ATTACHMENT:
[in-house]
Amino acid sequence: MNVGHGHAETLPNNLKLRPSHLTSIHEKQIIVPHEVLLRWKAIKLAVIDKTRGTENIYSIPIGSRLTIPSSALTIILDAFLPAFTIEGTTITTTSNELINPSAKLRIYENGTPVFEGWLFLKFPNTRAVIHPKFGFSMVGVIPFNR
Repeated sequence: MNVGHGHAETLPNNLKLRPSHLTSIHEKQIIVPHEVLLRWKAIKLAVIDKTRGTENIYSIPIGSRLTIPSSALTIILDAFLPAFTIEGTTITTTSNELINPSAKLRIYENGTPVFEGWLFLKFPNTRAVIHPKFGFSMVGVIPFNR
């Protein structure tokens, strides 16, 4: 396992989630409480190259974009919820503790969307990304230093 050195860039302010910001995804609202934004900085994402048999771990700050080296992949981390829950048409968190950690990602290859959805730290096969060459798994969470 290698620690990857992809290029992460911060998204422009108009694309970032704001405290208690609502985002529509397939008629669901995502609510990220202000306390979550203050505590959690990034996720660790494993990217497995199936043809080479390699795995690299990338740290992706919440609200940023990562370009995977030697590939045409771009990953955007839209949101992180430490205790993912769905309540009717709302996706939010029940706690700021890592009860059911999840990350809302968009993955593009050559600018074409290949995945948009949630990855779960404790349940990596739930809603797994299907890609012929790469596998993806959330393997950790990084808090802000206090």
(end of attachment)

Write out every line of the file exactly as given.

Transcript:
[in-house]
Amino acid sequence: MNVGHGHAETLPNNLKLRPSHLTSIHEKQIIVPHEVLLRWKAIKLAVIDKTRGTENIYSIPIGSRLTIPSSALTIILDAFLPAFTIEGTTITTTSNELINPSAKLRIYENGTPVFEGWLFLKFPNTRAVIHPKFGFSMVGVIPFNR
Repeated sequence: MNVGHGHAETLPNNLKLRPSHLTSIHEKQIIVPHEVLLRWKAIKLAVIDKTRGTENIYSIPIGSRLTIPSSALTIILDAFLPAFTIEGTTITTTSNELINPSAKLRIYENGTPVFEGWLFLKFPNTRAVIHPKFGFSMVGVIPFNR
């Protein structure tokens, strides 16, 4: 396992989630409480190259974009919820503790969307990304230093 050195860039302010910001995804609202934004900085994402048999771990700050080296992949981390829950048409968190950690990602290859959805730290096969060459798994969470 290698620690990857992809290029992460911060998204422009108009694309970032704001405290208690609502985002529509397939008629669901995502609510990220202000306390979550203050505590959690990034996720660790494993990217497995199936043809080479390699795995690299990338740290992706919440609200940023990562370009995977030697590939045409771009990953955007839209949101992180430490205790993912769905309540009717709302996706939010029940706690700021890592009860059911999840990350809302968009993955593009050559600018074409290949995945948009949630990855779960404790349940990596739930809603797994299907890609012929790469596998993806959330393997950790990084808090802000206090």